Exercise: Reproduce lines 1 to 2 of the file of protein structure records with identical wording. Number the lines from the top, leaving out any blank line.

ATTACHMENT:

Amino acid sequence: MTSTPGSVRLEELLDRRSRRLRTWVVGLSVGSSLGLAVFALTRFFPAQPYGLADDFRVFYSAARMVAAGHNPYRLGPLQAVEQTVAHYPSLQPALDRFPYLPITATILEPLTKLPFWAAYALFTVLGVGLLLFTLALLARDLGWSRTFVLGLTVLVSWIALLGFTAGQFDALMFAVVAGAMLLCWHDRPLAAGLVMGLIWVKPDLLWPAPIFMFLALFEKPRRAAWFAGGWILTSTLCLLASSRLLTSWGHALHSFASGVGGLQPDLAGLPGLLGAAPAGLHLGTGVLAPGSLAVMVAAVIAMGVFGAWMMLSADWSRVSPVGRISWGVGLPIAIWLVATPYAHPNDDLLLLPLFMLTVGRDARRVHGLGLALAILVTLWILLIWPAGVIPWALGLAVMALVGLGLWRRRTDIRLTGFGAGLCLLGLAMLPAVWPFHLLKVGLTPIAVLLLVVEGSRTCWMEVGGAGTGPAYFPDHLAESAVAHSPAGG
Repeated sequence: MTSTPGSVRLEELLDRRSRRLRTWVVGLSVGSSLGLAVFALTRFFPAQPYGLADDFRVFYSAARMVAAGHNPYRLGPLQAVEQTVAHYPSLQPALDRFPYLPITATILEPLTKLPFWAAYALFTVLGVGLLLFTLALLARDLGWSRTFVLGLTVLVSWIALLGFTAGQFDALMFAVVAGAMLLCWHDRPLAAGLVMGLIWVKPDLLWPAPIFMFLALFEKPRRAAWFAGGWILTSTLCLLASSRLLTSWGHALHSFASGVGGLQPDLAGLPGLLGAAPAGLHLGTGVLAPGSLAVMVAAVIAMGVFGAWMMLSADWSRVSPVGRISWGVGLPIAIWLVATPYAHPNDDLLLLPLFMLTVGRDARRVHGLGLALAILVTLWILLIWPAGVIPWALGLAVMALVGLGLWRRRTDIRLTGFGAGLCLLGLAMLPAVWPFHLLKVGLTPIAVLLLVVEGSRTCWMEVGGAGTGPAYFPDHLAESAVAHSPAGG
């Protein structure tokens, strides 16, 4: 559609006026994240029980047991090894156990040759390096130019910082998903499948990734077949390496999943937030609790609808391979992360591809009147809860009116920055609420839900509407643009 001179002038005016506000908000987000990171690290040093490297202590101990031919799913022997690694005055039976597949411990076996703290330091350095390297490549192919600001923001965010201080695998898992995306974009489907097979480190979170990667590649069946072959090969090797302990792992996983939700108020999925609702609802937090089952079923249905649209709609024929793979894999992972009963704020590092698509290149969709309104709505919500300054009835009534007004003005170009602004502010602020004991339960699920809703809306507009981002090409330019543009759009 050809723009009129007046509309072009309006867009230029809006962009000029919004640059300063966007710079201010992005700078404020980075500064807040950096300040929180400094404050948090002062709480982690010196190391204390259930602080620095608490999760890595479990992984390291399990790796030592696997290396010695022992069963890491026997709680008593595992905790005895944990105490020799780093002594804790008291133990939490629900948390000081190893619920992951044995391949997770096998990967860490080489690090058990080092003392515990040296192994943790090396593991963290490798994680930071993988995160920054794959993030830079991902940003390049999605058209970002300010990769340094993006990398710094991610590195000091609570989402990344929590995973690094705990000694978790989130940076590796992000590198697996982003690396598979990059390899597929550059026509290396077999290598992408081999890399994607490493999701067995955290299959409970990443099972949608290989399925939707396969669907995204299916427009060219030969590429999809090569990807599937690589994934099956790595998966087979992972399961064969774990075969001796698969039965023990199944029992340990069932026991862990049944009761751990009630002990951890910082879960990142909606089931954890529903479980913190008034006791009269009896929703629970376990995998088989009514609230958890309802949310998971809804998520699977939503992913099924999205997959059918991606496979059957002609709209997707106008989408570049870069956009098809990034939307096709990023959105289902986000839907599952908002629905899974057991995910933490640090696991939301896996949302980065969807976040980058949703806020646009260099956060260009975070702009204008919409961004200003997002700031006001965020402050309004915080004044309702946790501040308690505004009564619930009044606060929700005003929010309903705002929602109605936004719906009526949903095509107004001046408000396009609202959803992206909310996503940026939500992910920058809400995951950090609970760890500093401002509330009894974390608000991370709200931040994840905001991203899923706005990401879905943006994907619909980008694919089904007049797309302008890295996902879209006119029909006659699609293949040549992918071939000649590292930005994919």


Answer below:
Amino acid sequence: MTSTPGSVRLEELLDRRSRRLRTWVVGLSVGSSLGLAVFALTRFFPAQPYGLADDFRVFYSAARMVAAGHNPYRLGPLQAVEQTVAHYPSLQPALDRFPYLPITATILEPLTKLPFWAAYALFTVLGVGLLLFTLALLARDLGWSRTFVLGLTVLVSWIALLGFTAGQFDALMFAVVAGAMLLCWHDRPLAAGLVMGLIWVKPDLLWPAPIFMFLALFEKPRRAAWFAGGWILTSTLCLLASSRLLTSWGHALHSFASGVGGLQPDLAGLPGLLGAAPAGLHLGTGVLAPGSLAVMVAAVIAMGVFGAWMMLSADWSRVSPVGRISWGVGLPIAIWLVATPYAHPNDDLLLLPLFMLTVGRDARRVHGLGLALAILVTLWILLIWPAGVIPWALGLAVMALVGLGLWRRRTDIRLTGFGAGLCLLGLAMLPAVWPFHLLKVGLTPIAVLLLVVEGSRTCWMEVGGAGTGPAYFPDHLAESAVAHSPAGG
Repeated sequence: MTSTPGSVRLEELLDRRSRRLRTWVVGLSVGSSLGLAVFALTRFFPAQPYGLADDFRVFYSAARMVAAGHNPYRLGPLQAVEQTVAHYPSLQPALDRFPYLPITATILEPLTKLPFWAAYALFTVLGVGLLLFTLALLARDLGWSRTFVLGLTVLVSWIALLGFTAGQFDALMFAVVAGAMLLCWHDRPLAAGLVMGLIWVKPDLLWPAPIFMFLALFEKPRRAAWFAGGWILTSTLCLLASSRLLTSWGHALHSFASGVGGLQPDLAGLPGLLGAAPAGLHLGTGVLAPGSLAVMVAAVIAMGVFGAWMMLSADWSRVSPVGRISWGVGLPIAIWLVATPYAHPNDDLLLLPLFMLTVGRDARRVHGLGLALAILVTLWILLIWPAGVIPWALGLAVMALVGLGLWRRRTDIRLTGFGAGLCLLGLAMLPAVWPFHLLKVGLTPIAVLLLVVEGSRTCWMEVGGAGTGPAYFPDHLAESAVAHSPAGG